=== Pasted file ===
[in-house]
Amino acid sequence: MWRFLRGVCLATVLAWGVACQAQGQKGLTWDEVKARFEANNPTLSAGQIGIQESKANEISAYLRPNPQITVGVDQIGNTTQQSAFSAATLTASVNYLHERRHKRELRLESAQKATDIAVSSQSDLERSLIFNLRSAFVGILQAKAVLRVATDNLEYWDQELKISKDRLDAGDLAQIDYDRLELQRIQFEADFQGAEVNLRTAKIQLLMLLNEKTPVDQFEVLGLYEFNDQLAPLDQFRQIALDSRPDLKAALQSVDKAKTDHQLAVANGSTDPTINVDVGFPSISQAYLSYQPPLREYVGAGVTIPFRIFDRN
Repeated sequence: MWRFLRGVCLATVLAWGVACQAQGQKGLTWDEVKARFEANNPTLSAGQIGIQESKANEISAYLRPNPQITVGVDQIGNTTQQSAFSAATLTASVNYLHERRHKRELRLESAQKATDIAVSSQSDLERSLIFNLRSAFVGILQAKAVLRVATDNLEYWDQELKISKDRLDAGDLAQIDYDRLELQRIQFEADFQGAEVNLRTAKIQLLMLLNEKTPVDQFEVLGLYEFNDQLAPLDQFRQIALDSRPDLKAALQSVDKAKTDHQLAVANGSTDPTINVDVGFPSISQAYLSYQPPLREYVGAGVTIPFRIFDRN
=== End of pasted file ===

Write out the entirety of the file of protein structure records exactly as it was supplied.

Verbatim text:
[in-house]
Amino acid sequence: MWRFLRGVCLATVLAWGVACQAQGQKGLTWDEVKARFEANNPTLSAGQIGIQESKANEISAYLRPNPQITVGVDQIGNTTQQSAFSAATLTASVNYLHERRHKRELRLESAQKATDIAVSSQSDLERSLIFNLRSAFVGILQAKAVLRVATDNLEYWDQELKISKDRLDAGDLAQIDYDRLELQRIQFEADFQGAEVNLRTAKIQLLMLLNEKTPVDQFEVLGLYEFNDQLAPLDQFRQIALDSRPDLKAALQSVDKAKTDHQLAVANGSTDPTINVDVGFPSISQAYLSYQPPLREYVGAGVTIPFRIFDRN
Repeated sequence: MWRFLRGVCLATVLAWGVACQAQGQKGLTWDEVKARFEANNPTLSAGQIGIQESKANEISAYLRPNPQITVGVDQIGNTTQQSAFSAATLTASVNYLHERRHKRELRLESAQKATDIAVSSQSDLERSLIFNLRSAFVGILQAKAVLRVATDNLEYWDQELKISKDRLDAGDLAQIDYDRLELQRIQFEADFQGAEVNLRTAKIQLLMLLNEKTPVDQFEVLGLYEFNDQLAPLDQFRQIALDSRPDLKAALQSVDKAKTDHQLAVANGSTDPTINVDVGFPSISQAYLSYQPPLREYVGAGVTIPFRIFDRN